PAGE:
Bean basically told me something similar. He told me to go be special. He told me that the only person that is stopping me is me. He told me that I don’t give myself enough credit and once I do I’ll break through. Whoever you have to kill to get to where you’re going just kill them. It’s not personal. Bean respects my game so he really wants to see me do well. He’s a basketball fan before anything.
You often reach out to fans via your Instagram and Twitter accounts. How does it feel to know so many people around the world—athletes and non-athletes—take inspiration from your path and approach to things?
Like I said, I have responsibility. People may think this is a game because I wasn’t on TV this year or because I played for a small-market team or I don’t have a hundred thousand twitter followers, but I’m impacting people’s lives everyday. It’s kids sending me pictures with my hair style. People write me telling me how my I’m Not a Star series helps them get through their days. I get letters from all over the world. When I’m Not a Star drops it’s college kids connecting the laptop to their TVs to watch it on a big screen. For some, I’m Not a Star is an event. The people can relate to me. They feel me. My reach may not be nearly as long as LeBron’s or KD’s but its long enough for me right now. My influence and wave will continue to grow because I will continue to grow. I won’t let the people down. I know I mean a lot to some people and they don’t even know they mean just as me to me as I do to them.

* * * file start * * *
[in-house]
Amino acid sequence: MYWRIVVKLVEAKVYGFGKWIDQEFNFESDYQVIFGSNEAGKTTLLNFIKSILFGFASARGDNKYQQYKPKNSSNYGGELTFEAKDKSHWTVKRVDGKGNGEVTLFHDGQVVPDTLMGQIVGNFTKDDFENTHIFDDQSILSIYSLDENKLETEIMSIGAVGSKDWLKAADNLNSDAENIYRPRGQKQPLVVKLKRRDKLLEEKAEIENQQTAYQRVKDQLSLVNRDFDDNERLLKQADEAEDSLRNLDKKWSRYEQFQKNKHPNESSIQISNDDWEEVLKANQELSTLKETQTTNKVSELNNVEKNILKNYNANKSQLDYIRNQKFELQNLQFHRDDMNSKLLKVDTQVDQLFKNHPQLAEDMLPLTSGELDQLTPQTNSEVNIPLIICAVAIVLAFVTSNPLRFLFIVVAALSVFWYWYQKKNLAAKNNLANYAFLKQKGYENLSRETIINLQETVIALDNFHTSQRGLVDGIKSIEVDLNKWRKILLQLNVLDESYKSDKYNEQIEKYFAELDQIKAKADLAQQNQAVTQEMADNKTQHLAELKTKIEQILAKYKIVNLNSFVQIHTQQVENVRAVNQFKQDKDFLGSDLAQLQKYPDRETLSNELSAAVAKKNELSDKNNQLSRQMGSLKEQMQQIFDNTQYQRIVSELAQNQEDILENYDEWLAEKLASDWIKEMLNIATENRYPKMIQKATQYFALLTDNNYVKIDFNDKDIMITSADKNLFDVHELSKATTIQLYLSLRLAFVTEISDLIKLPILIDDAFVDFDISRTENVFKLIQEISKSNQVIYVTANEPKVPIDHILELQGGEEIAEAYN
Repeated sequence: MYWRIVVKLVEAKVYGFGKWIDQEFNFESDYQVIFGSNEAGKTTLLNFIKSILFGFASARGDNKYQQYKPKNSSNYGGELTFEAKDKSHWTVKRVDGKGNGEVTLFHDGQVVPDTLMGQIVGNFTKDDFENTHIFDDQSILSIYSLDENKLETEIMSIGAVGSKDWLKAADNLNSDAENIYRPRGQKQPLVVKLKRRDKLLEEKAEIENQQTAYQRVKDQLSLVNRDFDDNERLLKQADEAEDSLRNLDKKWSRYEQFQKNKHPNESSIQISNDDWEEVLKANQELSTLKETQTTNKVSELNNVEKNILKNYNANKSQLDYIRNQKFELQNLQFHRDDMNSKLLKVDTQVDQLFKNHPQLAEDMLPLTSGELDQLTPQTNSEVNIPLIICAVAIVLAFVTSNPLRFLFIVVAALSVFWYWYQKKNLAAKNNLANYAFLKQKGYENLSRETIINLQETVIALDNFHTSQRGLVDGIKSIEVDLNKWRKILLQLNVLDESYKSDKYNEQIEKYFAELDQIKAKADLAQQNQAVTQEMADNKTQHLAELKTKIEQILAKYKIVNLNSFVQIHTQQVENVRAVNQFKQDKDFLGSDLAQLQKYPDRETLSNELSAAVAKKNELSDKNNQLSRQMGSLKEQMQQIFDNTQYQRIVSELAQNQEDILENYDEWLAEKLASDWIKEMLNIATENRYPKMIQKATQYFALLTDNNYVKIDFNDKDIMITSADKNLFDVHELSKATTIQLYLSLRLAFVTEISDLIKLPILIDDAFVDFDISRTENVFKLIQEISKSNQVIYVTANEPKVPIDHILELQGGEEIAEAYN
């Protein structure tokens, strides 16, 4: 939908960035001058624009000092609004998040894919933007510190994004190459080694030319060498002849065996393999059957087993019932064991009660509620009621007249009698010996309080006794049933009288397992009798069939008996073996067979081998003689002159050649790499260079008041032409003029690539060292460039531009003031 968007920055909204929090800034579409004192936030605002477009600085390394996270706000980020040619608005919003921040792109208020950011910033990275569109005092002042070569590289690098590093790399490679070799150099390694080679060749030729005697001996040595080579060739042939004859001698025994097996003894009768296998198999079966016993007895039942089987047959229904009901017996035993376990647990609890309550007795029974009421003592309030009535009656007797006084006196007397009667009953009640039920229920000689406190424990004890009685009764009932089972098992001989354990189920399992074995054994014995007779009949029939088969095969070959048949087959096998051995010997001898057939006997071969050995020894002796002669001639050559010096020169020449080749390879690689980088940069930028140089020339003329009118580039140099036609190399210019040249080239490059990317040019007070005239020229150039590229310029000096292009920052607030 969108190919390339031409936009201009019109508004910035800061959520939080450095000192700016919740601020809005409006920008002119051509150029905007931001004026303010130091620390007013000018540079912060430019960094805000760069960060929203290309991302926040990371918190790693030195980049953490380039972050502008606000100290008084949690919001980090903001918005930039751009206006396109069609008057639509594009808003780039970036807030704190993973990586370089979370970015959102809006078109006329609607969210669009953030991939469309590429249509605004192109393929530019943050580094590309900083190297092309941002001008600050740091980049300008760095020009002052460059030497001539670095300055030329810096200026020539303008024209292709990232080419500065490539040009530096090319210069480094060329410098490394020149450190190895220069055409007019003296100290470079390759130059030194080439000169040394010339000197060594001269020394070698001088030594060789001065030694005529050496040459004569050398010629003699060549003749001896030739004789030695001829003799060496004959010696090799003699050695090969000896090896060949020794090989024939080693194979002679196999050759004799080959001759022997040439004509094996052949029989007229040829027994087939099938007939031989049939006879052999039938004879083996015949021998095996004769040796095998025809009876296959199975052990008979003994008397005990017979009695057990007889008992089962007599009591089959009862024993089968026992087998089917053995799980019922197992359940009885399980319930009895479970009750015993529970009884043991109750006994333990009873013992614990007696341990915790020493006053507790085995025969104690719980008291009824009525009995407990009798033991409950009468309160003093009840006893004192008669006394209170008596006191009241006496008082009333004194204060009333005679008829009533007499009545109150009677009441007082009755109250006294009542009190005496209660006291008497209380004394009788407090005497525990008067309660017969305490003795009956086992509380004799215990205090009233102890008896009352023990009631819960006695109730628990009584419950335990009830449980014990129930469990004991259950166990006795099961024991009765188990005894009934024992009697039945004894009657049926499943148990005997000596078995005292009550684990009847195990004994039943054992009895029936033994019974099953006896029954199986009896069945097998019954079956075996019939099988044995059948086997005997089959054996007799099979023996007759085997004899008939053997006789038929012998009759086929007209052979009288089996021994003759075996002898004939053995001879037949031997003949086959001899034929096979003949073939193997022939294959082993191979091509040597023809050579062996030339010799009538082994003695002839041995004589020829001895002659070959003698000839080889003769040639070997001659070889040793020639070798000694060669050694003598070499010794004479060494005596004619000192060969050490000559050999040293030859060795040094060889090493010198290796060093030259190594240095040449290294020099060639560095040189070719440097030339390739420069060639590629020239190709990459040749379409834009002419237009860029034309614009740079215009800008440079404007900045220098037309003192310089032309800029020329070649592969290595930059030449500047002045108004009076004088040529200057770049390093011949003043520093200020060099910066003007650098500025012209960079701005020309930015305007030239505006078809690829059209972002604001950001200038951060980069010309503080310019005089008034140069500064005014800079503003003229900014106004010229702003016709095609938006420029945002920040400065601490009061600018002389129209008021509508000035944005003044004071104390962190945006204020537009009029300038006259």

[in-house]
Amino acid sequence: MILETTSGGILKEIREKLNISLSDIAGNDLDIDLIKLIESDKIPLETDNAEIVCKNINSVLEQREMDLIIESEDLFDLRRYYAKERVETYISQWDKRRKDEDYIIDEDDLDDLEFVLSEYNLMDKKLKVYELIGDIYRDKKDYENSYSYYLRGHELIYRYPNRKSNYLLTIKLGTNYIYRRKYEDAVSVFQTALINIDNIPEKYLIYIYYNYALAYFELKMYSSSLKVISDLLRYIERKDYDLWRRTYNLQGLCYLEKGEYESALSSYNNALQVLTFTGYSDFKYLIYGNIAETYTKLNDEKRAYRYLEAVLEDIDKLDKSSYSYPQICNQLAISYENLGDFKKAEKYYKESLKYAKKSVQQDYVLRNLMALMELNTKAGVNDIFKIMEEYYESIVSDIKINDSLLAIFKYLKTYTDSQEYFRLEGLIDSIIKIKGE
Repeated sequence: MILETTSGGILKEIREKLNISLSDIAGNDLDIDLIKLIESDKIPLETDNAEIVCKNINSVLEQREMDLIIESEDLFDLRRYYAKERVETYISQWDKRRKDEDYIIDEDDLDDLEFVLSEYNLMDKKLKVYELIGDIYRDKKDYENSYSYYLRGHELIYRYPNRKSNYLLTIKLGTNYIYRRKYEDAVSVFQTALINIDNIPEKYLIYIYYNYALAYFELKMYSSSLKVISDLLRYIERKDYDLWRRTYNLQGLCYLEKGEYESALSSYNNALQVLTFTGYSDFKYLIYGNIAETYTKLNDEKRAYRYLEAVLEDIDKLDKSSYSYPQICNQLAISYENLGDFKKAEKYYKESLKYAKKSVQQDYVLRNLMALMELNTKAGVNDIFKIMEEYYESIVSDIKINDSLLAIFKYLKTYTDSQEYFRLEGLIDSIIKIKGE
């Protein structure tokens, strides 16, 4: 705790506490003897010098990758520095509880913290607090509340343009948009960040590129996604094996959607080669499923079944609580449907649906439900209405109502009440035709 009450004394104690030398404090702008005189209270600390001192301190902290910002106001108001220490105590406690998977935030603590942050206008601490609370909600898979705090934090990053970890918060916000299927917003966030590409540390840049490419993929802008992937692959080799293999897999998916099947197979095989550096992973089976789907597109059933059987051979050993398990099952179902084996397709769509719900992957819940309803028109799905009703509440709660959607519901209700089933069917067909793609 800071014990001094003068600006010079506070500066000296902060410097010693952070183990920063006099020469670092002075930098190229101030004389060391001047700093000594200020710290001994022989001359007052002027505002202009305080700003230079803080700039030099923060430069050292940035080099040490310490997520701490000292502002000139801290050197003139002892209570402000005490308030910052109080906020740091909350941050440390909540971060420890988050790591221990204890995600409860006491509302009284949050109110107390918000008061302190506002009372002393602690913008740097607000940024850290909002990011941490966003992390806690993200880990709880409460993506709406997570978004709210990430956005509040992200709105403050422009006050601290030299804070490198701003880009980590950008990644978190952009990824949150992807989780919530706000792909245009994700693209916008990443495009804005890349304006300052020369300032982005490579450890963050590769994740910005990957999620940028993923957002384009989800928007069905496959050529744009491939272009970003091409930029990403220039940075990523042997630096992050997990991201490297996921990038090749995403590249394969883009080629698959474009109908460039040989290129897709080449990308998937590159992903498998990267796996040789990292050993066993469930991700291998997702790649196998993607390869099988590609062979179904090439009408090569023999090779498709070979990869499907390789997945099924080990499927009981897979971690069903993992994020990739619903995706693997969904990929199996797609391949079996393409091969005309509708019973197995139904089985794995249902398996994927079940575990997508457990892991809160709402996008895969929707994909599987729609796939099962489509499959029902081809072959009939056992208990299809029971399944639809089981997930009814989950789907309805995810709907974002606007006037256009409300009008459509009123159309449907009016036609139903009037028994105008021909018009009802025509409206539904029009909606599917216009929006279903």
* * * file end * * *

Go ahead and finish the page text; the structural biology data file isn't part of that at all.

You’ve often talked/tweeted about different books you’re reading. Which books have you taken the most from or would you recommend to someone in need of motivation?